There are a variety of reasons why I give these apps access to my account information. Maybe I’m testing a new product, posting a photo from my phone, or tweeting a link directly from a website. I often allow access without thinking twice.

But this can be risky. Apps all have access to different amounts of personal data. And as these applications add users, their databases grow and become targets for hackers. Bottom line: The more applications you use, the larger your security risk.

Companies often access your personal information via quiz and polling applications on social media sites, for instance. And just this month, Facebook has — for now — disabled a feature that let app developers have access to your addresses and phone numbers. Facebook and Twitter can’t really control how apps use this data, but both sites provide ways for you to manage apps that have access to your account. Here are some steps worth taking …

On Twitter

  • Log in to Twitter.
  • Go here to see a complete list of the third-party apps accessing your account and select “revoke access” on any apps you don’t want/need.

On Facebook

  • Go to Account > Privacy Settings in the top right corner.
  • Click “Edit your settings” under “applications and websites.”
  • Click “Remove any unwanted or spammy applications.”
  • Select the applications you don’t want/need and click “remove selected.”

On Facebook, you can also turn off all third-party applications:

Which apps should I delete?

When I clean clothes out of my closet, I use the “two seasons rule.” Meaning, if I haven’t worn the garment in the two previous seasons, I’m donating it to charity.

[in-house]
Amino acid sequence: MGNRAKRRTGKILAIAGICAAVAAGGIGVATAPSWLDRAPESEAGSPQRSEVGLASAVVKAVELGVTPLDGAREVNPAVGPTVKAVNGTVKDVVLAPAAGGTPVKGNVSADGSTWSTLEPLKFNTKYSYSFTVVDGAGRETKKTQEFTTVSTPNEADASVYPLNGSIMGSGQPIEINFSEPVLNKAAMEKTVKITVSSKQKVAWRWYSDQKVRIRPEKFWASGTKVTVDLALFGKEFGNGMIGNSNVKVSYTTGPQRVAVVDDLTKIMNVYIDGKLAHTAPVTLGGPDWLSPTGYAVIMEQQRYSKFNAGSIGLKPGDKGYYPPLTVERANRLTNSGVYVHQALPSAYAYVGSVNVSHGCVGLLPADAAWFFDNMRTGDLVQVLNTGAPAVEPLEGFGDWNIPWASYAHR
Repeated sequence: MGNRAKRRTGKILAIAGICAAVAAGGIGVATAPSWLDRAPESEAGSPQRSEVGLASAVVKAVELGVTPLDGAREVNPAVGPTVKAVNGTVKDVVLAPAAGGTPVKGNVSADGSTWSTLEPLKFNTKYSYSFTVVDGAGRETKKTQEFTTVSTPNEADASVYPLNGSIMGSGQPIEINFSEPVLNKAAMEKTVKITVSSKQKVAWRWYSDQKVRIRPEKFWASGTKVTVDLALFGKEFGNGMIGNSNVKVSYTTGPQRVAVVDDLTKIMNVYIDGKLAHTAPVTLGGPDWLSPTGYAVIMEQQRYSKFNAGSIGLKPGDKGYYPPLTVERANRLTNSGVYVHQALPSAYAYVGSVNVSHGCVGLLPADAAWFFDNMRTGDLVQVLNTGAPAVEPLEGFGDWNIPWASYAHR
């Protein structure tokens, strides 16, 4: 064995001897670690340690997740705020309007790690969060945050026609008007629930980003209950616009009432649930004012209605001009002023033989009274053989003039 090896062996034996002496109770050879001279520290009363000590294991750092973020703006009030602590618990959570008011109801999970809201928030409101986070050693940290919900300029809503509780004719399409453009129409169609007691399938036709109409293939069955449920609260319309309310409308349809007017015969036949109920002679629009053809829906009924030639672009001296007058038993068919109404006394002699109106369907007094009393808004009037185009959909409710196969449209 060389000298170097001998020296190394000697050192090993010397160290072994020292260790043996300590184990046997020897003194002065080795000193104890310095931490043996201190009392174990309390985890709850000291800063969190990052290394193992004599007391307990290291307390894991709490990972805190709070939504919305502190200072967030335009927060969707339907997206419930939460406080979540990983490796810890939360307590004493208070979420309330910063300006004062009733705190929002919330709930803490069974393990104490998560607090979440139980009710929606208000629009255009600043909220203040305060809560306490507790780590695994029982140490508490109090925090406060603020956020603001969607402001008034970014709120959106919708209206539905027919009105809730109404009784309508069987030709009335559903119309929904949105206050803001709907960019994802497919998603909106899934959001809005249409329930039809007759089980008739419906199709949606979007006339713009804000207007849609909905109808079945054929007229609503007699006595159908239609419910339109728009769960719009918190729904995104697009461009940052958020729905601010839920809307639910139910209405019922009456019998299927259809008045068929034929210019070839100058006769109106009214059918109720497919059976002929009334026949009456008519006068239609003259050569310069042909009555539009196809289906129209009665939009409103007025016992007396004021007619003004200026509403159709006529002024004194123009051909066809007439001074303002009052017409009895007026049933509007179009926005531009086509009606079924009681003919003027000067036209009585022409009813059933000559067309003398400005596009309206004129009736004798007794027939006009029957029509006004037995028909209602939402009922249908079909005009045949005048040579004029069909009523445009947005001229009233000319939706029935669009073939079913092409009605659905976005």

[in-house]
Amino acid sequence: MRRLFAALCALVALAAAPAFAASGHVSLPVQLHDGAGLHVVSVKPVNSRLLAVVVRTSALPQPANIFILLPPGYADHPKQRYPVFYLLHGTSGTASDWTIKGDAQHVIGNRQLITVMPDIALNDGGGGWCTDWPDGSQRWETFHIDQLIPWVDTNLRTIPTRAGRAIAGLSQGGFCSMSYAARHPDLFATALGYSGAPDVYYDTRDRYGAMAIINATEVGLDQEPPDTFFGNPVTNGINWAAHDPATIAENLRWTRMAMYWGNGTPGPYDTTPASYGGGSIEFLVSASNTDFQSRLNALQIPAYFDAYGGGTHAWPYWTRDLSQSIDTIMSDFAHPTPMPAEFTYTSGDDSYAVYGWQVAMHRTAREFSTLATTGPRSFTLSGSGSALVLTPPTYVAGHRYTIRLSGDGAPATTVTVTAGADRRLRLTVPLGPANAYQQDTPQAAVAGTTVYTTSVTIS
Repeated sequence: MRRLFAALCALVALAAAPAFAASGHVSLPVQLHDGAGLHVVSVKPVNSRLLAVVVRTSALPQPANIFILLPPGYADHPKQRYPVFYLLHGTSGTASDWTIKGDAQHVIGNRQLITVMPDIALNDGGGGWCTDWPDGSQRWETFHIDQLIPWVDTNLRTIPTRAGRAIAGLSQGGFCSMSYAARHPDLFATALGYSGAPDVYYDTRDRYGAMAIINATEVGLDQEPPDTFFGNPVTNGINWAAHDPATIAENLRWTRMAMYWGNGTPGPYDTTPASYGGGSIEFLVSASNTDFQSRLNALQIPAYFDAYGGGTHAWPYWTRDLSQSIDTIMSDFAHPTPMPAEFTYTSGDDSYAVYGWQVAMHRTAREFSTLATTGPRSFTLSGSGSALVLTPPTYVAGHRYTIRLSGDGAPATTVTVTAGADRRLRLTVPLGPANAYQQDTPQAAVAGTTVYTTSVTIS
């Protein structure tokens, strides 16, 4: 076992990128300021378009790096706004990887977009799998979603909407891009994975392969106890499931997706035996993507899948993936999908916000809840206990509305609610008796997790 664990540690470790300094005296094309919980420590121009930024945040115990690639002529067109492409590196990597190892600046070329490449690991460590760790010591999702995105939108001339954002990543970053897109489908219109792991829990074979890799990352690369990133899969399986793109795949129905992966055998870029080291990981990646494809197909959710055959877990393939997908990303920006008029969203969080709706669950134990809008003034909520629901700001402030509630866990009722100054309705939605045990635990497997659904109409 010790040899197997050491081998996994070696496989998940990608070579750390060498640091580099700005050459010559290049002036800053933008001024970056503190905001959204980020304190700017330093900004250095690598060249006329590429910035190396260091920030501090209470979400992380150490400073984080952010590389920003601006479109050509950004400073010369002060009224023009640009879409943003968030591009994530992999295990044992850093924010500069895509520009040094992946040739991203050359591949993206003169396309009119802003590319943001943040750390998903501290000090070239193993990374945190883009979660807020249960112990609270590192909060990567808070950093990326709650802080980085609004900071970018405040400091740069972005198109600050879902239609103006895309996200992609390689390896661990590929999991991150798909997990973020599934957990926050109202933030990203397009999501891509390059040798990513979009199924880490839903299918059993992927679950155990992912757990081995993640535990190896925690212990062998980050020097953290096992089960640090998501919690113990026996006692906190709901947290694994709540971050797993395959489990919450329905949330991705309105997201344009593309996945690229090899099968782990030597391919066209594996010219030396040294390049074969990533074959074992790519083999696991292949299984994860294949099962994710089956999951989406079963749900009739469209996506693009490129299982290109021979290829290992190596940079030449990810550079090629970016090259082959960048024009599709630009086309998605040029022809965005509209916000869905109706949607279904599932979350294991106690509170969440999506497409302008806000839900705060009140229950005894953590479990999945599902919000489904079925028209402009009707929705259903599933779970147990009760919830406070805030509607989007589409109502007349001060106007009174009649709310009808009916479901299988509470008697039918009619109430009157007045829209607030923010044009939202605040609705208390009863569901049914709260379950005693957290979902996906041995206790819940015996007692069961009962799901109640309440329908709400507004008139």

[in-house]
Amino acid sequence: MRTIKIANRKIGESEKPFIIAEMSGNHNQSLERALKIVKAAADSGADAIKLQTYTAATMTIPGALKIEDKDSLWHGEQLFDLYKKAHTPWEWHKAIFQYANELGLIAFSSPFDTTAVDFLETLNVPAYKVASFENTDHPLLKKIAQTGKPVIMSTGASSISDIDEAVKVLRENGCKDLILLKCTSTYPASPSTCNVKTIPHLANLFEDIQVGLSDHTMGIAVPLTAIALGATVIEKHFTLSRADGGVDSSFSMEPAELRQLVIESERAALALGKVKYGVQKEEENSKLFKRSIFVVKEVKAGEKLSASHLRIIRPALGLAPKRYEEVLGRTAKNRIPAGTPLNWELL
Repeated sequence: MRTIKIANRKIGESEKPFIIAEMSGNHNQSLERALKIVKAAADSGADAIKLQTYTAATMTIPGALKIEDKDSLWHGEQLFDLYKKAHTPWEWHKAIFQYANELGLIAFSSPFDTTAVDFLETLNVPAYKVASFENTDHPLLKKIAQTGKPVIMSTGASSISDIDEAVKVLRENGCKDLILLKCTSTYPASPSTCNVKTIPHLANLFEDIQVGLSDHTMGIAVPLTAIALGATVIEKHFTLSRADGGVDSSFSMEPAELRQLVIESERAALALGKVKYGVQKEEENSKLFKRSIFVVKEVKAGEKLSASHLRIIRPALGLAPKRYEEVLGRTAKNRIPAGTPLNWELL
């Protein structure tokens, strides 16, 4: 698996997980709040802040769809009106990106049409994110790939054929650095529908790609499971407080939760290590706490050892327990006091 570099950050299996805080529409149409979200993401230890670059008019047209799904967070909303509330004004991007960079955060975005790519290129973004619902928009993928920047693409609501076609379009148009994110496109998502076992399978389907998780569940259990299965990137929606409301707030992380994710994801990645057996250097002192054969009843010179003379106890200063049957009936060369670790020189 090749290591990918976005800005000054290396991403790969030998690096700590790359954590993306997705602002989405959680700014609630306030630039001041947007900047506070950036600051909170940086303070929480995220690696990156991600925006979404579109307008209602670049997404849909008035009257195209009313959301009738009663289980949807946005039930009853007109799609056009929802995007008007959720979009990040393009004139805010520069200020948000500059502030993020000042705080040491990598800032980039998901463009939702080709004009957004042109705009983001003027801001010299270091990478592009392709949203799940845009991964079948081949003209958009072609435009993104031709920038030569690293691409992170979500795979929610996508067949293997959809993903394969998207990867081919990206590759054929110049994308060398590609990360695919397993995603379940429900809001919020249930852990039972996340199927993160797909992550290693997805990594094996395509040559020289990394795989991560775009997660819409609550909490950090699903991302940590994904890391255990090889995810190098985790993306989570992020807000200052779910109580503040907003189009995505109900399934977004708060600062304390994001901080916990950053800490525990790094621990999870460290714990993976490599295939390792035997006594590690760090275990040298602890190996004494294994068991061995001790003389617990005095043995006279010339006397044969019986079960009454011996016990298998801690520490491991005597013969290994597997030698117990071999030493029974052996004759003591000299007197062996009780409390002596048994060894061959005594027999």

Use the “one season rule” here. If you haven’t used an app in the past three months, cut the cord. You can always allow access again if you need it. Also remove any applications that are no longer in service, since they’re useless anyway.

Don’t forget news brand accounts

Remember to go through this process for your news organization’s accounts, too. How mortified would you be if your organization’s Twitter account sent porn spam to all of its followers?

To remove apps from your news organization’s Facebook page, click “edit page” and scroll down the applications list. Then click “remove application.”

Removing apps from social media accounts won’t completely eliminate security risks, but it helps. Try to go through these steps every few months to keep your accounts as clean and secure as possible. Read more


Danny Sullivan: ‘Facebook Connect freaks me out’

Danny Sullivan’s Daggle blog

After recently signing into Groupon, Search Engine Land Editor-in-Chief Danny Sullivan wondered why the site wanted access to a variety of personal information: a list of his friends, his recent check-ins, his date of birth and permission to automatically post status updates for him.

Of course, Sullivan was attempting to log in using Facebook Connect, which would effectively give the coupon service access to most of that data from his Facebook account.

As Sullivan notes, the problem is not that Groupon and Facebook were failing to notify him of this fact during the sign-in process, but rather that the notifications were too vague to be of value. For instance, what exactly might Groupon want to post to his wall, and when? Sullivan writes:

“My guess is that if I do things in Groupon, it might offer to let me share my actions to my Facebook Wall, if I explicitly say so. I don’t know this, of course. And the permissions page does nothing to reassure me. How about a plain English explanation that tells me exactly what might happen?”

This is not just an issue with Facebook Connect, which is growing in popularity, but with any site registration requirement. Most website privacy disclaimers read like they were written by lawyers, and they probably were. All readers want to know is: “If I give you my name, e-mail address and other information, what specifically are you going to do with it, and can I trust you?”

Local media organizations should have an advantage when it comes to gaining readers’ trust, but it is also easy to lose that trust through privacy missteps. It’s important to clearly explain why you need personal information, how you will keep it safe and how sharing it will benefit the reader. Read more